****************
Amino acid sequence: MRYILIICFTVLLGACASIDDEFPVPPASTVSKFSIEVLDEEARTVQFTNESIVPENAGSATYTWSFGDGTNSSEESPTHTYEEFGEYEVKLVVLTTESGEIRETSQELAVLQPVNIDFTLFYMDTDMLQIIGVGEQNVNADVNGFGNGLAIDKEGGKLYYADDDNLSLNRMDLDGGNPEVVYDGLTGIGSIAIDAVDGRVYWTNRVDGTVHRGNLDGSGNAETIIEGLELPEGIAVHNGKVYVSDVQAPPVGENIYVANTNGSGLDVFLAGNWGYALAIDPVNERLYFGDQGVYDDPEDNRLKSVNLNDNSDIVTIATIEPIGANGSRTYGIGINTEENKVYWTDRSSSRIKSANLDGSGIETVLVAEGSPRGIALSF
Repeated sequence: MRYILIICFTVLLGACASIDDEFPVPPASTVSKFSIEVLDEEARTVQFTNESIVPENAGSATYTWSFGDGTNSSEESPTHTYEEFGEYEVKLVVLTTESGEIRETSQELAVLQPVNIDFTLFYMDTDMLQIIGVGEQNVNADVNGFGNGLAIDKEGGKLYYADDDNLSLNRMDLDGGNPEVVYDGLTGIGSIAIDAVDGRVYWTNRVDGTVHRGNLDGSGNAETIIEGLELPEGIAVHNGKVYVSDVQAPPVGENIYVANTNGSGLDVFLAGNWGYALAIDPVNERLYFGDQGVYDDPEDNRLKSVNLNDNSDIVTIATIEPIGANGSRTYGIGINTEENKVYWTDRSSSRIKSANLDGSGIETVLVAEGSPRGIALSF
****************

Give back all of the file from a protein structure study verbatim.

Amino acid sequence: MRYILIICFTVLLGACASIDDEFPVPPASTVSKFSIEVLDEEARTVQFTNESIVPENAGSATYTWSFGDGTNSSEESPTHTYEEFGEYEVKLVVLTTESGEIRETSQELAVLQPVNIDFTLFYMDTDMLQIIGVGEQNVNADVNGFGNGLAIDKEGGKLYYADDDNLSLNRMDLDGGNPEVVYDGLTGIGSIAIDAVDGRVYWTNRVDGTVHRGNLDGSGNAETIIEGLELPEGIAVHNGKVYVSDVQAPPVGENIYVANTNGSGLDVFLAGNWGYALAIDPVNERLYFGDQGVYDDPEDNRLKSVNLNDNSDIVTIATIEPIGANGSRTYGIGINTEENKVYWTDRSSSRIKSANLDGSGIETVLVAEGSPRGIALSF
Repeated sequence: MRYILIICFTVLLGACASIDDEFPVPPASTVSKFSIEVLDEEARTVQFTNESIVPENAGSATYTWSFGDGTNSSEESPTHTYEEFGEYEVKLVVLTTESGEIRETSQELAVLQPVNIDFTLFYMDTDMLQIIGVGEQNVNADVNGFGNGLAIDKEGGKLYYADDDNLSLNRMDLDGGNPEVVYDGLTGIGSIAIDAVDGRVYWTNRVDGTVHRGNLDGSGNAETIIEGLELPEGIAVHNGKVYVSDVQAPPVGENIYVANTNGSGLDVFLAGNWGYALAIDPVNERLYFGDQGVYDDPEDNRLKSVNLNDNSDIVTIATIEPIGANGSRTYGIGINTEENKVYWTDRSSSRIKSANLDGSGIETVLVAEGSPRGIALSF